Preprints
https://doi.org/10.5194/bg-2022-78
https://doi.org/10.5194/bg-2022-78
 
23 Mar 2022
23 Mar 2022
Status: this preprint is currently under review for the journal BG.

Effect of droughts on future weathering rates in Sweden

Veronika Kronnäs1, Klas Lucander1, Giuliana Zanchi1, Nadja Stadlinger2, Salim Belyazid3, and Cecilia Akselsson1 Veronika Kronnäs et al.
  • 1Department of Physical Geography and Ecosystem Science, Lund University, 223 62 Lund, Sweden
  • 2Swedish Chemicals Agency, 172 67 Sundbyberg, Sweden
  • 3Department of Physical Geography, Stockholm University, 106 91 Stockholm, Sweden

Abstract. In a future warmer climate, extremely dry, warm summers might become more common. In Scandinavia, the extreme summer of 2018 was such an event. Soil weathering is affected by temperature and precipitation, and climate change as well as droughts can therefore affect soil chemistry and plant nutrition. In this study, climate change effects on weathering were studied on seven forest sites across widely different climate zones in Sweden, using the dynamical model ForSAFE. Two climate scenarios were run, one climate change base scenario and one drought scenario. The model results show a large geographical variation of weathering rates for the sites. There is, however, no geographical gradient, despite the strong dependence of temperature on weathering, as also soil texture and mineralogy have strong effects on weathering. There is a pronounced seasonal dynamic, with much lower weathering rates during winters than during summers, and with more variable summer weathering rates depending on more variable soil moisture and temperature. According to the climate change base scenario, the weathering rates will increase by 5–17 % per degree of warming. The relative increase is largest in the two south-eastern sites, with low total weathering rates caused by relatively coarse soils and often dry summers. Changes in seasonal dynamics due to climate change differ between regions. At sites in southern Sweden, future weathering increase occurs throughout the year, though generally most in spring and summer. In the north the increase in weathering during winters is almost negligible, even though the temperature increase during winter is high, as the winter temperatures still will mostly be below zero. The drought scenario has the strongest effect in southern Sweden and here weathering can temporally become as low as winter weathering during drought summers. Soil texture also has an effect on how fast the weathering decrease during drought occurs, as well as how fast the soil rewets and resume normal weathering rates after the drought, where coarse soils respond quicker. Yearly weathering during the drought years in the most affected site is only 78 % of the weathering of the base scenario. In the north, the soils do not dry out as much despite the low precipitation, and in the northernmost site weathering is not much affected. The study shows that it is crucial to take seasonal climate variations and soil texture into account when assessing the effects of a changed climate on weathering rates and plant nutrient availability.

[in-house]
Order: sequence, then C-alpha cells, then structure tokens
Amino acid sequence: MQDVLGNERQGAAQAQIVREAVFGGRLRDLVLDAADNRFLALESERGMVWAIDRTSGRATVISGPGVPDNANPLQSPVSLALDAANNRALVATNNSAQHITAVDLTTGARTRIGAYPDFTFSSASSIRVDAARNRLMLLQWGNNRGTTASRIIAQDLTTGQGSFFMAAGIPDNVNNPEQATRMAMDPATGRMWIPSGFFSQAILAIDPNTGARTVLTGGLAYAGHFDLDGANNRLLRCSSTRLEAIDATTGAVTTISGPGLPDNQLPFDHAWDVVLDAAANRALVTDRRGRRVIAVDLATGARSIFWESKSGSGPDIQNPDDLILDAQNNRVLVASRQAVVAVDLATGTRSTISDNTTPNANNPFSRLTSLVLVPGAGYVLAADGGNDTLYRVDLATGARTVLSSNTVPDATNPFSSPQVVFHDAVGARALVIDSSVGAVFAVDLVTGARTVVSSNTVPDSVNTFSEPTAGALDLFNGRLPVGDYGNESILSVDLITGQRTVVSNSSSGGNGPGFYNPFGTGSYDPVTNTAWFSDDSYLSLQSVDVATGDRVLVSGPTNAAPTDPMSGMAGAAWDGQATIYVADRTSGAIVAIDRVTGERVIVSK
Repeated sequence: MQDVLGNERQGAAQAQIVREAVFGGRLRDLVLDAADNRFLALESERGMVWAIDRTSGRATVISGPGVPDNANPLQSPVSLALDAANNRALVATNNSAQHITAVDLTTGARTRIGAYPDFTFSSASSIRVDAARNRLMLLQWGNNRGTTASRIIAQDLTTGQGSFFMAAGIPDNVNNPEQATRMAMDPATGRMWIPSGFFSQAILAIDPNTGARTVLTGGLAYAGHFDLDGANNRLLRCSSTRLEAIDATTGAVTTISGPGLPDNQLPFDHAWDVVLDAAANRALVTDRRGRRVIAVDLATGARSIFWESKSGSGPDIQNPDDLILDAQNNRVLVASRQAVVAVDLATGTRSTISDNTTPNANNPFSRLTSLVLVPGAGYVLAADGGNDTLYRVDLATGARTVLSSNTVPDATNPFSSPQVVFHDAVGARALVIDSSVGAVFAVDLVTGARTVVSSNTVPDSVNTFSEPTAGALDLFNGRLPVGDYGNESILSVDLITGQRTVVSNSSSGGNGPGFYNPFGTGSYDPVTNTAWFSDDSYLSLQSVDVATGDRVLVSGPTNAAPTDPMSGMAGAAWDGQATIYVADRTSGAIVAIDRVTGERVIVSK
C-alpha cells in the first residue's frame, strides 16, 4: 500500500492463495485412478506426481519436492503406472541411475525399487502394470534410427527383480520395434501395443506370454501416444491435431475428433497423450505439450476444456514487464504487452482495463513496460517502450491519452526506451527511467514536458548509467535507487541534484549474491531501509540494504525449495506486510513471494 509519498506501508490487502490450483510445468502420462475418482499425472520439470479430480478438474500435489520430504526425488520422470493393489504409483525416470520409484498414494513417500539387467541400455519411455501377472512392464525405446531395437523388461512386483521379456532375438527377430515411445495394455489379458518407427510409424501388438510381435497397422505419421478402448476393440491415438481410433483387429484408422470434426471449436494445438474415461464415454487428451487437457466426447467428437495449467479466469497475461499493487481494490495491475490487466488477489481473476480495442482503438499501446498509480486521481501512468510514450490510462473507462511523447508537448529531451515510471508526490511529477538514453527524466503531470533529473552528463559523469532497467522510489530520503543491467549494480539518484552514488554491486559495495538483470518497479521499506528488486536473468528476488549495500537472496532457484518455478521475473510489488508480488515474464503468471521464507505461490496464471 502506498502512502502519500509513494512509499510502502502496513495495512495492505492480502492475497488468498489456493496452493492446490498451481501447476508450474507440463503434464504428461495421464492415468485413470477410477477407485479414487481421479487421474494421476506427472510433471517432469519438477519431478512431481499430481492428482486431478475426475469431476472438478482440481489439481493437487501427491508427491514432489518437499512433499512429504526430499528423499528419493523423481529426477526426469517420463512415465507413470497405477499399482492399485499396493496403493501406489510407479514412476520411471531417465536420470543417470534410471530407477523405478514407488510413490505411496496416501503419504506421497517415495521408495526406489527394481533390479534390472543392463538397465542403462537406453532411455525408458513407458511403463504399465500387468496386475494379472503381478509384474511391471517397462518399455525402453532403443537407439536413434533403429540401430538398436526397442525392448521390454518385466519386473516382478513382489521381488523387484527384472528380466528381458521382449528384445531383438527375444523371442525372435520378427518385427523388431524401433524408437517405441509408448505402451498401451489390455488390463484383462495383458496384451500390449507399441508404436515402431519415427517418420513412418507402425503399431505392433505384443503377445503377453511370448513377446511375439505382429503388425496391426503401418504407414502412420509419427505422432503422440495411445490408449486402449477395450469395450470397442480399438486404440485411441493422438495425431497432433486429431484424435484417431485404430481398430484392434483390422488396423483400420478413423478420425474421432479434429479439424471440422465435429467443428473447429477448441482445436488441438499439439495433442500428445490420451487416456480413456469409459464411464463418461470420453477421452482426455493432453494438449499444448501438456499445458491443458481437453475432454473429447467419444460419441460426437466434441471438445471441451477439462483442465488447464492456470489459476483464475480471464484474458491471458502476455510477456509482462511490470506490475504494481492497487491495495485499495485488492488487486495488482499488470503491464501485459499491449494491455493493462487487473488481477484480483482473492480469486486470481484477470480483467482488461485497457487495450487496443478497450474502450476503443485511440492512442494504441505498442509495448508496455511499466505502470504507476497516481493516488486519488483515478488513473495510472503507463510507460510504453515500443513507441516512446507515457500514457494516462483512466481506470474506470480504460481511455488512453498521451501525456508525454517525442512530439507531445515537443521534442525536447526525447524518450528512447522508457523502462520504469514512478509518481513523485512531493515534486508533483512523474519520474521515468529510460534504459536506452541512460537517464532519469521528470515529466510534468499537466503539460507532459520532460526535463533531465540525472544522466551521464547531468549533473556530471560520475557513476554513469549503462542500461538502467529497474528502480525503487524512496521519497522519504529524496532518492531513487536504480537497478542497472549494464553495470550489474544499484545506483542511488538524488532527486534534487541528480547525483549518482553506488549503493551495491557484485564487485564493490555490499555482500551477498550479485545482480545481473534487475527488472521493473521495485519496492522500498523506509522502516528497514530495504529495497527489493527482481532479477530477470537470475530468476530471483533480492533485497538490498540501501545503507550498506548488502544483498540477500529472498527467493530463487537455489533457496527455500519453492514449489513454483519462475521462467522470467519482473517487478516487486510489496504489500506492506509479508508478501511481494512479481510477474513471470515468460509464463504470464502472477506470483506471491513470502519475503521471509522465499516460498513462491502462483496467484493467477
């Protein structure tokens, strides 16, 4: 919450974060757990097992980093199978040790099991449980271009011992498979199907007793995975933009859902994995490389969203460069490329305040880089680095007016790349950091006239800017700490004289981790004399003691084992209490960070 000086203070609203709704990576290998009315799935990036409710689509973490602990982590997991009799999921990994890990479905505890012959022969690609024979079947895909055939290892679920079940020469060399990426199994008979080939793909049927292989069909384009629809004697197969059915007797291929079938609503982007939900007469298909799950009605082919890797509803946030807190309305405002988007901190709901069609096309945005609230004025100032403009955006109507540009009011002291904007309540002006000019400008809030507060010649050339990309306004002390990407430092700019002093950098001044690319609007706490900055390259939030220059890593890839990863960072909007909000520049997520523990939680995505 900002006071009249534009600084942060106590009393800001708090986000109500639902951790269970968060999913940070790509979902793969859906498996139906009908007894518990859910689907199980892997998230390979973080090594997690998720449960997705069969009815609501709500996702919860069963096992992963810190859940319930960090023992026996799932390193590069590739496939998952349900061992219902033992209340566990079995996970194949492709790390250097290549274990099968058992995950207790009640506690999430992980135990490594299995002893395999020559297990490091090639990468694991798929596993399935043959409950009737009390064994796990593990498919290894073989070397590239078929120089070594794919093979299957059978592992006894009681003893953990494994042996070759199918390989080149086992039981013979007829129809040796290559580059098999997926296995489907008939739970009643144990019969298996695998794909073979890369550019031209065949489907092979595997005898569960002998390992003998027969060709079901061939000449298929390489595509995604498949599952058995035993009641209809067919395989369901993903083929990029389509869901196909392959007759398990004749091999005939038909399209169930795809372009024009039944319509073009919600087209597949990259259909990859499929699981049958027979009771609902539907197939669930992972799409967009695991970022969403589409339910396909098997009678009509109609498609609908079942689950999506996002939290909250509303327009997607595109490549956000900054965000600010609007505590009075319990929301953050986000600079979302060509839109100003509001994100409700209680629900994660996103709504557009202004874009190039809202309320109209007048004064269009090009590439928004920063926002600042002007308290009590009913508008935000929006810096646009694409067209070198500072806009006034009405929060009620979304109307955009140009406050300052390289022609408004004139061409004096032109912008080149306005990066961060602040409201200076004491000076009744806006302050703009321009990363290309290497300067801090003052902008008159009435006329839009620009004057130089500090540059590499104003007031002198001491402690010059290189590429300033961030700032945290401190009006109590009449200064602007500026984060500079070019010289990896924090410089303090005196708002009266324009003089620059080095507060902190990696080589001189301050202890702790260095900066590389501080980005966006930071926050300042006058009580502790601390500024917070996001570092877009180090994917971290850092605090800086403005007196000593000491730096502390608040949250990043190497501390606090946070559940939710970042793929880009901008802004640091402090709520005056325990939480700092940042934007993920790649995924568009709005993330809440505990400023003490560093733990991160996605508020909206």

Veronika Kronnäs et al.

Status: open (until 28 May 2022)

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Veronika Kronnäs et al.

Veronika Kronnäs et al.

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Short summary
In a future climate, extreme droughts might become more common. Climate change and droughts can have negative effects on soil weathering and plant health. In this study, climate change effects on weathering were studied on sites in Sweden, using the model ForSAFE, a climate change scenario and an extreme drought scenario. The modelling shows that weathering is higher during summer, increases with global warming, but that weathering during drought summers can become as low as winter weathering.
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